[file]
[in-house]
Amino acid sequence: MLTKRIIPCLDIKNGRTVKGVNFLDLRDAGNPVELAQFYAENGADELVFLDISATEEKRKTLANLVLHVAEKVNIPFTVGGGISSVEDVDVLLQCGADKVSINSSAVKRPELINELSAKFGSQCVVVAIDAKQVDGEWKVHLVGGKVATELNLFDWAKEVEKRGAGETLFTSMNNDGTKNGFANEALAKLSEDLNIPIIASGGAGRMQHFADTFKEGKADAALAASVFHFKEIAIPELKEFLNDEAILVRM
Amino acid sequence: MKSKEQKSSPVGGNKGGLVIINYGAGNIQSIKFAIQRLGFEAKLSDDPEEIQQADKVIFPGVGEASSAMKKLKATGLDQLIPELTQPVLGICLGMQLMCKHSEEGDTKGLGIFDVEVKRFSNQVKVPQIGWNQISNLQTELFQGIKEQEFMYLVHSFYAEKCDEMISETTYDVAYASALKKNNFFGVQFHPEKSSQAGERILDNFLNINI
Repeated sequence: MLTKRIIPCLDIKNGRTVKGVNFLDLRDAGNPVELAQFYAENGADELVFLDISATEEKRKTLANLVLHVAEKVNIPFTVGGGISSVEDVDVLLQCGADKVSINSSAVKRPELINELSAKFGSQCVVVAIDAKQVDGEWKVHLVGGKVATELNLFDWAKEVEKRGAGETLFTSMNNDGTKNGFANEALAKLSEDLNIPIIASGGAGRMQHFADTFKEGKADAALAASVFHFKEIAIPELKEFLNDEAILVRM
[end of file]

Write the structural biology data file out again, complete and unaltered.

[in-house]
Amino acid sequence: MLTKRIIPCLDIKNGRTVKGVNFLDLRDAGNPVELAQFYAENGADELVFLDISATEEKRKTLANLVLHVAEKVNIPFTVGGGISSVEDVDVLLQCGADKVSINSSAVKRPELINELSAKFGSQCVVVAIDAKQVDGEWKVHLVGGKVATELNLFDWAKEVEKRGAGETLFTSMNNDGTKNGFANEALAKLSEDLNIPIIASGGAGRMQHFADTFKEGKADAALAASVFHFKEIAIPELKEFLNDEAILVRM
Amino acid sequence: MKSKEQKSSPVGGNKGGLVIINYGAGNIQSIKFAIQRLGFEAKLSDDPEEIQQADKVIFPGVGEASSAMKKLKATGLDQLIPELTQPVLGICLGMQLMCKHSEEGDTKGLGIFDVEVKRFSNQVKVPQIGWNQISNLQTELFQGIKEQEFMYLVHSFYAEKCDEMISETTYDVAYASALKKNNFFGVQFHPEKSSQAGERILDNFLNINI
Repeated sequence: MLTKRIIPCLDIKNGRTVKGVNFLDLRDAGNPVELAQFYAENGADELVFLDISATEEKRKTLANLVLHVAEKVNIPFTVGGGISSVEDVDVLLQCGADKVSINSSAVKRPELINELSAKFGSQCVVVAIDAKQVDGEWKVHLVGGKVATELNLFDWAKEVEKRGAGETLFTSMNNDGTKNGFANEALAKLSEDLNIPIIASGGAGRMQHFADTFKEGKADAALAASVFHFKEIAIPELKEFLNDEAILVRM